Delivery adders are becoming even less acceptable.  We have always recommended that normal delivery charges not be a separate line on the order as it puts the charges in the bright spotlight that can offend some customers.  It is a difficult situation because imbedding the cost in the unit price can unacceptably inflate the unit price making your products appear uncompetitive.  Breaking out the delivery charges can make the transaction seem uncompetitive.  Delivery charges have never been popular, but internet purchasing has trained buyers to better understand the issue of the landed cost of their purchases; it seems that the trend is toward vendors with FREE SHIPPING.

 Sales taxes can be a factor in some of your business, since some states still allow out-of-state companies to sell into your market without charging the buyer any sales tax.  Before Missouri got this covered, this put many in-state businesses at a 7+ percent disadvantage.  Congress is looking to fix this on a national basis, but you need to voice your support for leveling the playing field in your state and nation-wide.  For example, you can help HARDI support the Marketplace Fairness Act (S.976) and the Remote Transactions Parity Act (H.R. 2193), which would close the legal loophole that allows some online retailers to avoid collecting the sales tax due during a transaction.  For more information contact VP Government & External Affairs at HARDI, Jon Melchi (jmelchi@hardinet.org).

2) Reliably getting the product to the customer 

• As online competition gets better, traditional wholesalers must improve their logistics to quickly and efficiently get product to customers.  This may involve transfers and inventory movement that is more immediate than the old, “we get a transfer truck every couple days so we can get it to you next Monday” response to a customer’s need for a product available in the distribution center or another store.  Ideally, in understanding the customer’s needs, you only jump through these hoops when needed and appreciated by the customer.

• You may also want to take a play from the online wholesaler’s playbook, and use third party shipping companies to move product more quickly or cost-effectively in some situations.  When you look at the operating cost of running a truck to another location and back, the numbers may say to use the third party from time to time.  Customers don’t care that your transfer truck is brown or orange and purple.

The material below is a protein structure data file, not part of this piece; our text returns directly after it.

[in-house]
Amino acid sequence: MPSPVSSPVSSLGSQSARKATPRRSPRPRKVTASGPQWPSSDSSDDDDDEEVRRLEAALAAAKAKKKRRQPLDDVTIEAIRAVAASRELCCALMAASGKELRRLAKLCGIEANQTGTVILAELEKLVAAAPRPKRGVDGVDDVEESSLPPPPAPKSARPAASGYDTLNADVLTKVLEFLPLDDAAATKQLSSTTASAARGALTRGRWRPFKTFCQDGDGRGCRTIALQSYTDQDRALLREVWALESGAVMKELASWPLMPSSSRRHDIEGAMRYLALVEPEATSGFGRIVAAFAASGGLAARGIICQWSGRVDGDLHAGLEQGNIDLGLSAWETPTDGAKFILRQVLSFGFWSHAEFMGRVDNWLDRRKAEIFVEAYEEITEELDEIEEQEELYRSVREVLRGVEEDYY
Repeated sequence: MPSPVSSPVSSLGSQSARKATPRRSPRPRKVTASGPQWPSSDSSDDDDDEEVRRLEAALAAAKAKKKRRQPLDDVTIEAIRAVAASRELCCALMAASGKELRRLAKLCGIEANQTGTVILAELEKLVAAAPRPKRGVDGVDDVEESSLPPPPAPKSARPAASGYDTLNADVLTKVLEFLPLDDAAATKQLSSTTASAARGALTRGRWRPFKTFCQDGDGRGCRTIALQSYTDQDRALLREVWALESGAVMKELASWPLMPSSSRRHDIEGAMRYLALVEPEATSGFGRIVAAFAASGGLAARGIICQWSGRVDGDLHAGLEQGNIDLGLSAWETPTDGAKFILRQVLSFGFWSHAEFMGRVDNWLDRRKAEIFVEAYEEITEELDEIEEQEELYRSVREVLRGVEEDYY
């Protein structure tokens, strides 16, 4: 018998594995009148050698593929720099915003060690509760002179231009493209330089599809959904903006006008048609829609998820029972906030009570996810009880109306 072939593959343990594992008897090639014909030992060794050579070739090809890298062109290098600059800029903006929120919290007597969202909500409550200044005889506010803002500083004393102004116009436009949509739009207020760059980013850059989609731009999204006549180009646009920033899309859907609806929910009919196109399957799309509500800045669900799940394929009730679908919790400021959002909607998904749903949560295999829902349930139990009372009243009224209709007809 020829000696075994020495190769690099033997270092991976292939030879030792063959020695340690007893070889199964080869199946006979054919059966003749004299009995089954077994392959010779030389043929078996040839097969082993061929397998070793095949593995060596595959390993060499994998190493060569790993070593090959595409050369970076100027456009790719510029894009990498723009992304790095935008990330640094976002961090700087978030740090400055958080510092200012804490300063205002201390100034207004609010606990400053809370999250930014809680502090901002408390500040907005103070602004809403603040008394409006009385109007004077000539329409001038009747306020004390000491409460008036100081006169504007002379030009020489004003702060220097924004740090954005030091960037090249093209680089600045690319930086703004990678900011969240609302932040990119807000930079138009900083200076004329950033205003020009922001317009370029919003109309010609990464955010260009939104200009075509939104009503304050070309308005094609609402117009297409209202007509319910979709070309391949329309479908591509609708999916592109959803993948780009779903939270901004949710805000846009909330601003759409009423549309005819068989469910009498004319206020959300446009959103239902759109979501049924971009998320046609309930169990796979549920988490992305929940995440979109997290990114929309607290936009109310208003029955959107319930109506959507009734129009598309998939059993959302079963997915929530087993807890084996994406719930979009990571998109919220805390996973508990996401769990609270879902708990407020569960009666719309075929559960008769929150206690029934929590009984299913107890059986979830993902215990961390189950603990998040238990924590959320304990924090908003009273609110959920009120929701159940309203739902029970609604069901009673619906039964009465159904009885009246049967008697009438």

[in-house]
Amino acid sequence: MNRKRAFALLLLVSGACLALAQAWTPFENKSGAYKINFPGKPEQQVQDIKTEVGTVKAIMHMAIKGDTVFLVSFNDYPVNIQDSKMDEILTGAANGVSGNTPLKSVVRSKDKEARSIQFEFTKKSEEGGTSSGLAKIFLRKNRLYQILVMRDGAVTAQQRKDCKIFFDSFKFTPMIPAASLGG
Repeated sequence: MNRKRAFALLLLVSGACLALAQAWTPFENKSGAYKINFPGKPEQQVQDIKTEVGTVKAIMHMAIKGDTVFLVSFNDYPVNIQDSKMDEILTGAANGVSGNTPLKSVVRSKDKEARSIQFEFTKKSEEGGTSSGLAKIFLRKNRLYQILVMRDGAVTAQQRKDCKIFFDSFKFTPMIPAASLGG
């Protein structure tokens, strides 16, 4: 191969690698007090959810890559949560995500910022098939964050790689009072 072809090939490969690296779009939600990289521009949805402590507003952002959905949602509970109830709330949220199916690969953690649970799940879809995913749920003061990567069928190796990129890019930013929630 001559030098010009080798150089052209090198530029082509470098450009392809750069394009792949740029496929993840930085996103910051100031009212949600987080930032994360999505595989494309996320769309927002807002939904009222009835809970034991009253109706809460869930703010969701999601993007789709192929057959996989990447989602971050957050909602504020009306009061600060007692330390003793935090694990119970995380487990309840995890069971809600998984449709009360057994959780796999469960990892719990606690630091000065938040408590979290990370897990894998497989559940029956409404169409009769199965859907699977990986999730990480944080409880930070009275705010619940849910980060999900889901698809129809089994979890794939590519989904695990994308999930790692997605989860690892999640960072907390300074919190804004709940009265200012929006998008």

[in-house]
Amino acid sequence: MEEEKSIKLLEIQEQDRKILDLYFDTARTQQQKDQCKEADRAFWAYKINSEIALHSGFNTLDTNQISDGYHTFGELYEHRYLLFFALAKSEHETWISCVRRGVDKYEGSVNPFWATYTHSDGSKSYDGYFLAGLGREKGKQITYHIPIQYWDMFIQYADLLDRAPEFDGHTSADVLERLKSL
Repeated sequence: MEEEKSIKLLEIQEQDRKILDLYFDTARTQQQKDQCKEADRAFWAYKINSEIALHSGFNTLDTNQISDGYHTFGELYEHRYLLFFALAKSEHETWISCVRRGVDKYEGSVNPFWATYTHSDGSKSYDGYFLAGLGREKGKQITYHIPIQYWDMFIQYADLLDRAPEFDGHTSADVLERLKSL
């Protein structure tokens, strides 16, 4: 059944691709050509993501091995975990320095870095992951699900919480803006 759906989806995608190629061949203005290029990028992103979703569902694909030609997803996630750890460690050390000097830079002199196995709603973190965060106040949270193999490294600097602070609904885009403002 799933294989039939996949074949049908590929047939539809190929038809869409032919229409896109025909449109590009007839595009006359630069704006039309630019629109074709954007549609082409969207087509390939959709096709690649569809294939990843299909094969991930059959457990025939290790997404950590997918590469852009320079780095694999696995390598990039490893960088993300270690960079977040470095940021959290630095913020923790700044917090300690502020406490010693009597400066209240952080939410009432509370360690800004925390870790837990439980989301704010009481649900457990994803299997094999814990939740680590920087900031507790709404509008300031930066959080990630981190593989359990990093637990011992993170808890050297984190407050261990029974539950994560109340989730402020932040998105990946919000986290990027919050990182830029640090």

3) Building a personal relationship

  Many people still buy from people, and when your customers value a personal relationship, it is in your best interest to support building that relationship.

• A growing number of people are bonding with a wholesaler through electronic relationships.  When a customer values an electronic relationship, it is in your best interest to support that type of relationship.  While wholesaler to contractor social media seems to still be a minor factor, we are hearing about wholesaler to consumer social media efforts designed to stimulate demand for brands and even wholesalers that seem promising.  While this may seem odd, we are hearing of contractors bonding with a wholesaler’s website when the workflow supports their style and needs; no human contact is required, they just like how it works and associate the good experience with the wholesaler.  We think that email and texting seem to be the norm in many areas so your team should offer those access methods.  We think direct contact via phone or in person may still be best when there is a problem to be resolved, since you can infer information from your customer’s tone that might otherwise be missed.  Often the wholesaler’s team will use electronic media as a way to duck the possible confrontation of a phone call; they don’t have to deal with the emotional component of the situation.  We understand this, but often the best way to resolve or defuse the situation is to directly address it with the customer on the phone.